The role of multi-parametric prostate MRIA guide for GP's written by urologist: Dr Thomas Dean
The ongoing controversy about the need for using PSA for early diagnosis of prostate cancer rages on unabated. There were three articles in the June 2013 edition of the MJA in relation to prostate cancer screening. One of the concluding statements in the article by Martin et al is pertinent to the current debate: “a major issue applicable to all evaluations of PSA screening is the lack of a reliable test for determining the subset of screen detected prostate cancers that warrant radical treatment. A test that could reliably distinguish prostate cancers that are both amenable to radical local treatment and likely to be morbid and life threatening without local treatment would have a favourable impact on the effectiveness and the cost effectiveness of screening.”
In the 4 November 2013 edition of the MJA there were several pages of letters to the editor vigorously debating the same topic, yet there was not one word about the potential role of multi-parametric prostate MRI to help in the risk stratification of patients who are being screened or who are being considered for screening for prostate cancer. There is now ample evidence from Europe, which has been replicated by Thompson et al at the Wesley Hospital in Brisbane that multi-parametric prostate MRI can, with a high degree of confidence, as a non-invasive test, detect high grade cancers that should be treated. In addition, small low grade cancers are not detected thereby helping to reduce the risk of over treatment. Indeed a good quality multi-parametric prostate MRI helps to address the shortcomings of transrectal ultrasound guided prostate biopsies, namely false negative results when an important cancer is missed, false positive results when a tiny clinically insignificant cancer is detected, and misleading results when the biopsy samples the edge of an important tumour, which is then under-graded.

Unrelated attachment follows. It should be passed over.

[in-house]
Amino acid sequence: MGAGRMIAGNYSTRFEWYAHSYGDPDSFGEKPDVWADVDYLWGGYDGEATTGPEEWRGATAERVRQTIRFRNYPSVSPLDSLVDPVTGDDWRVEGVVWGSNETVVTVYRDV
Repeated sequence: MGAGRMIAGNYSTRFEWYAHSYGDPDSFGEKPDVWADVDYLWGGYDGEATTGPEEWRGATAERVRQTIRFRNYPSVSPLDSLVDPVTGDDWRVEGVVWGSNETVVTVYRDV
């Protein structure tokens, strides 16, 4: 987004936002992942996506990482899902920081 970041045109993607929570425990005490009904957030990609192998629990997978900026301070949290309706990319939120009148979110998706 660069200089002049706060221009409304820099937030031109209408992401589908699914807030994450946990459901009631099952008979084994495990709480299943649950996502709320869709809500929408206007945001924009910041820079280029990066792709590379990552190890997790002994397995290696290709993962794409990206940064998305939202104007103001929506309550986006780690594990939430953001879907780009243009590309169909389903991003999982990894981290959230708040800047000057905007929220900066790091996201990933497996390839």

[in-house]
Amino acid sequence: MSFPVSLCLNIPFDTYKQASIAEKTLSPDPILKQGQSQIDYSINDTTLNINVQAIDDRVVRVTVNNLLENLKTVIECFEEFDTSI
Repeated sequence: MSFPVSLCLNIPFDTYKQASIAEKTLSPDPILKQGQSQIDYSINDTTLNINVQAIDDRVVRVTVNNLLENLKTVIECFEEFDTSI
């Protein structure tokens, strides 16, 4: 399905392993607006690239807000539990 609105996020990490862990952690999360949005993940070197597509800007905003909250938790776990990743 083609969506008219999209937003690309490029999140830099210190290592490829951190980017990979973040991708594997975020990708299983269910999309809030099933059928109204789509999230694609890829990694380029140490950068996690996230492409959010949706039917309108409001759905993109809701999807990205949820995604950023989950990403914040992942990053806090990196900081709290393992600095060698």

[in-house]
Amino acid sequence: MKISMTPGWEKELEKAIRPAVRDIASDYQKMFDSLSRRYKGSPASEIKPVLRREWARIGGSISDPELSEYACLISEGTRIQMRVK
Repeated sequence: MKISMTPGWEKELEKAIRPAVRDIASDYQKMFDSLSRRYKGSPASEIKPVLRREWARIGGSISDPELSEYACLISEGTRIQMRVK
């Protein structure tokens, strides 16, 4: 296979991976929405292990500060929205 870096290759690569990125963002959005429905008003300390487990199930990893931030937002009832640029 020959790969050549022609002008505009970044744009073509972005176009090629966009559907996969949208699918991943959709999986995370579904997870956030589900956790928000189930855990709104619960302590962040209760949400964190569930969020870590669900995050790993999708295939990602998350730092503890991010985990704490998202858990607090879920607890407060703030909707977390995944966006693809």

So what is the role of prostate MRI?Firstly, it is crucial to understand that multi-parametric prostate MRI is only useful if it is correctly performed in a unit where there is appropriate experience both in the performance of the study and in the reporting of the results. If not patient management will be compromised and extra expense incurred for the patient.
I currently refer patients to the radiology department at the Sydney Adventist Hospital where specialist radiologist, Dr David Smit has specific expertise in prostate MRI. He has trained in Europe under the guidance of Dr Jelle Barentz in the Netherlands and in November 2013 travelled to Lille in Northern France for further training under Dr Philippe Puech. Both Dr Barentsz and Dr Puech are considered world leaders in prostate MRI.
How does mp MRI help?Diagnosis
In patients who have had a prior negative biopsy mp MRI can help to detect a tumour that has been missed. It can help in patients for whom the indications for biopsy are borderline e.g. older patients, less fit patients, raised PSA’s in a large prostate, or borderline PSA’s. Performing MRI prior to the first biopsy is somewhat controversial but I find it useful in younger fit patients particularly when there is no abnormality on DRE to indicate the likely location of the cancer, and in patients with a very large prostate. MRI guided biopsies can be performed but are expensive and are rarely necessary.
mp MRI can help with cancer localisation, grading and staging. This information is particularly useful when planning both surgery and radiotherapy for localised cancer.
mp MRI can help to select patients that may be suitable for active surveillance and also select those that are suitable to continue on surveillance safely. It is likely that the number of biopsies required for patient on surveillance will reduce if mp MRI is incorporated into the surveillance regime.
Patients should be referred for urological assessment to determine whether MRI is necessary.